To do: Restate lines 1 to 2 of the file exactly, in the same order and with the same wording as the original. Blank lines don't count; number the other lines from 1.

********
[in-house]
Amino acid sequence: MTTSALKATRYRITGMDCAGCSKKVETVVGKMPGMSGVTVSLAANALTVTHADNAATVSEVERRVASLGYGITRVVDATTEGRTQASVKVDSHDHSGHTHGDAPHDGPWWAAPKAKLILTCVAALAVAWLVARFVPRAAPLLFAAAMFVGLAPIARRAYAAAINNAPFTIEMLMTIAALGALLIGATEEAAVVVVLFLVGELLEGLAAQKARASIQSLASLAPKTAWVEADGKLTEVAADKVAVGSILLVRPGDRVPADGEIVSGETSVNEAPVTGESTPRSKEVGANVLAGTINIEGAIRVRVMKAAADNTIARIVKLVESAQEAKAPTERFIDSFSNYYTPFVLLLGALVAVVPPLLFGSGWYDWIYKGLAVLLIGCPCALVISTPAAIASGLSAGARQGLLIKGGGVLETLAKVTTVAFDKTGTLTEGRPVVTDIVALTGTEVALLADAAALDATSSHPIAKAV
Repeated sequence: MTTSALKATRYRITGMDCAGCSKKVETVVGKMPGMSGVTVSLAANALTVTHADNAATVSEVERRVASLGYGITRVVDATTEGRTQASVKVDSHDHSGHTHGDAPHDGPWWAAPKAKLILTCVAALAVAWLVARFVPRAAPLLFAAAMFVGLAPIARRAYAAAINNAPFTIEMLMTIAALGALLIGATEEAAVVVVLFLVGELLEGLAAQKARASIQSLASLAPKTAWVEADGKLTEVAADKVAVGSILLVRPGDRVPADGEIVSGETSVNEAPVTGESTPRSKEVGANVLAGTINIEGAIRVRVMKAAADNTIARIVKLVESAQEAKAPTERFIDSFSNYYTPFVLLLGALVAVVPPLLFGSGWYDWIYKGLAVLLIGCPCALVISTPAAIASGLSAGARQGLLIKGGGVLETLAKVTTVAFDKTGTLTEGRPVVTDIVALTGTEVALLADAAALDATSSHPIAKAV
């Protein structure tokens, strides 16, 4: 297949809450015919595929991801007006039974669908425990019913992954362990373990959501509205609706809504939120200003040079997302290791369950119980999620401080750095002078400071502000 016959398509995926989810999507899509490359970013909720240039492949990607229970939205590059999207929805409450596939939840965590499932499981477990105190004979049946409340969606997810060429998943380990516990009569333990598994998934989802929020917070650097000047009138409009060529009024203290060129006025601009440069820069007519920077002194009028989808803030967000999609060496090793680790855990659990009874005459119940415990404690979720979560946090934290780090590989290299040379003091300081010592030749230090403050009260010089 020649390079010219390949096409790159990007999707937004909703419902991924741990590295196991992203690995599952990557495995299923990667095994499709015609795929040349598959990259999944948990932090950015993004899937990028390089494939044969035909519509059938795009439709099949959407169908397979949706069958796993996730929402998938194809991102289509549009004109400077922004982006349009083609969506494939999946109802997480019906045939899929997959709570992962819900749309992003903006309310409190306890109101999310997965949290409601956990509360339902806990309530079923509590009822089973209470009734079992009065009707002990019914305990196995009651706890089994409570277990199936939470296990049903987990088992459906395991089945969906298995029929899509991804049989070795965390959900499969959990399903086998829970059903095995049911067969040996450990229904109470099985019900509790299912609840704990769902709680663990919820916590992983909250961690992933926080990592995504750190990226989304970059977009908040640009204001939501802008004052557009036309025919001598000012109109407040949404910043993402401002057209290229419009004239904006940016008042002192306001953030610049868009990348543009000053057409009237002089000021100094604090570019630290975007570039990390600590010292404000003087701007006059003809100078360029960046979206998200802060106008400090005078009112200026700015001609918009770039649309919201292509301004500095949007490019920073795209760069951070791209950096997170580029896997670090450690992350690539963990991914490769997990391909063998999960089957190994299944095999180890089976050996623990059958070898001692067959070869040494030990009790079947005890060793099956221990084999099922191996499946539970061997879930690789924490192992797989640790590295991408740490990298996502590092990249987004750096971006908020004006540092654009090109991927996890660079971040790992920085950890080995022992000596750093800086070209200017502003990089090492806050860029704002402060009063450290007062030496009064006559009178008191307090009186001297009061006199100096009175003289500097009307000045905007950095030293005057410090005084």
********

[in-house]
Amino acid sequence: MTTSALKATRYRITGMDCAGCSKKVETVVGKMPGMSGVTVSLAANALTVTHADNAATVSEVERRVASLGYGITRVVDATTEGRTQASVKVDSHDHSGHTHGDAPHDGPWWAAPKAKLILTCVAALAVAWLVARFVPRAAPLLFAAAMFVGLAPIARRAYAAAINNAPFTIEMLMTIAALGALLIGATEEAAVVVVLFLVGELLEGLAAQKARASIQSLASLAPKTAWVEADGKLTEVAADKVAVGSILLVRPGDRVPADGEIVSGETSVNEAPVTGESTPRSKEVGANVLAGTINIEGAIRVRVMKAAADNTIARIVKLVESAQEAKAPTERFIDSFSNYYTPFVLLLGALVAVVPPLLFGSGWYDWIYKGLAVLLIGCPCALVISTPAAIASGLSAGARQGLLIKGGGVLETLAKVTTVAFDKTGTLTEGRPVVTDIVALTGTEVALLADAAALDATSSHPIAKAV